- - Sunday, February 23, 2020

In a vote that it would be an understatement to call anticlimactic, the House Oversight and Reform Committee on Feb. 11 approved legislation that would make the District of Columbia the nation’s 51st state.

The more than six hours of debate that preceded the vote to send the measure to the full House was likewise pro forma. The Democrats’ control of the lower chamber ensured committee passage of the D.C. Admission Act.

Predictably, the 21-16 committee vote was entirely along party lines. When it goes to the House floor, passage is all but assured there, too, because it has 223 Democratic co-sponsors in the 435-member chamber.

It’s altogether fitting that the D.C. Admission Act was given the designation H.R. 51 (as in, the 51st state). That’s because the legislation is nothing if not an exercise in symbolism over substance: Rep. Eleanor Holmes Norton, D.C.’s nonvoting congressional delegate and the lead sponsor of the bill, knows full well it will go nowhere fast in the Republican-controlled Senate. (And it shouldn’t.)

It’s doubtful that the D.C. Admission Act will even get a vote in the Senate — first and foremost because it’s unconstitutional. As James Madison explained in Federalist No. 43, the national capital needed (and still does) to be distinct from the states to provide for its own safety and maintenance. Article 1, Section 8 of the U.S. Constitution makes clear that Congress has the power “to exercise exclusive Legislation in all Cases whatsoever, over such District as may become the Seat of the Government of the United States.” Carving a so-called “federal enclave” out of the city, as the bill does, doesn’t change that.



Moreover, it required a constitutional amendment — the 23rd Amendment, ratified in 1961 — just to give residents of the District the right to vote in presidential elections. As such, how could making the city a state not also require a constitutional amendment?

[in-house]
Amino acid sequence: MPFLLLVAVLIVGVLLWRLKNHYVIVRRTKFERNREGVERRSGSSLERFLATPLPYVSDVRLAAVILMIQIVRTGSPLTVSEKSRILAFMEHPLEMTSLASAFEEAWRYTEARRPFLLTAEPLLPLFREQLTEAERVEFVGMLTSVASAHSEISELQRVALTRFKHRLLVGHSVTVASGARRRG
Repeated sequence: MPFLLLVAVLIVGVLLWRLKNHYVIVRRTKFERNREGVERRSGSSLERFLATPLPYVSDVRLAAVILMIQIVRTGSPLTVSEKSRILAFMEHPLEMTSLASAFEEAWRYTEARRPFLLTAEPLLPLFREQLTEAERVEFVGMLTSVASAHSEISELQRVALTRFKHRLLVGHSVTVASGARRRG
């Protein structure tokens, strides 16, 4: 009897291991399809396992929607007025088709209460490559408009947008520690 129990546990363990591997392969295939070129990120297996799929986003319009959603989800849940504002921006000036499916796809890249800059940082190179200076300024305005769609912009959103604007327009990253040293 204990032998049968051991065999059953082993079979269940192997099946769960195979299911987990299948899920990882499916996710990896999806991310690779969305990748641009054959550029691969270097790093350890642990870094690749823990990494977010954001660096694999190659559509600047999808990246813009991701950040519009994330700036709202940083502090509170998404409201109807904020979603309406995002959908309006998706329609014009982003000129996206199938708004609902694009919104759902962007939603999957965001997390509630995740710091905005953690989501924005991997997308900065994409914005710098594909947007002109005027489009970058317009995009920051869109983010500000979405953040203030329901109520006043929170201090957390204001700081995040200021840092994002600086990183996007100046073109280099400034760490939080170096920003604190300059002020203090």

Whether statehood backers like it or not, it will require an amendment, with passage by two-thirds votes of both houses of Congress and ratification by 38 states — not just a simple-majority vote of Congress and the president’s signature — for the city to become the 51st state.

But an end-justifies-the-means “what’s the Constitution among friends?” mentality drives the bill’s backers, who are all but salivating like Pavlov’s dog at the prospect of a guaranteed two additional Democrats in the Senate in perpetuity in a city where Democrats outnumber Republicans 12-1.

That all of the Democratic presidential aspirants support the bill — in clear contravention of a president’s oath to “preserve, protect and defend the Constitution” — is reason enough to keep them from ever sitting in the Oval Office.

Their rote recitation of statehood proponents’ talking points that the District has a larger population than two states and that its residents pay more in federal taxes than about 20 states doesn’t justify shredding the Constitution. (They don’t tell you the District is about 1/18th the size of Rhode Island, the nation’s smallest state, and that the District would be even smaller than that with the federal enclave carved out.)

But the D.C. Admission Act also comes at a time when the District of Columbia is actively engaged in a serious debate about whether to decriminalize prostitution, or what The Washington Post euphemistically refers to as “sex work” (although it’s not clear how that makes it any less unsavory).

That decriminalization of prostitution is actively under consideration in the District underscores the fact that there’s no idea — no matter how extreme or how far out of the mainstream — that it won’t reject out of hand. It’s yet another reason why the District should never be granted statehood, 51st or otherwise.

D.C.’s predilection for this sort of “progressivism” (another euphemism) was why Congress, in granting the city limited “home rule” in 1973, retained its right to overturn the D.C. government’s worst legislative impulses.

It was 20 years later, in 1993, that Congress last considered statehood for the District of Columbia. It failed then 277-153, with even 40 percent of House Democrats opposed. Nothing in the 27 years since then has changed to make D.C. statehood any less bad of an idea. But if the District of Columbia is to be made the 51st state, it must be through a constitutional amendment.

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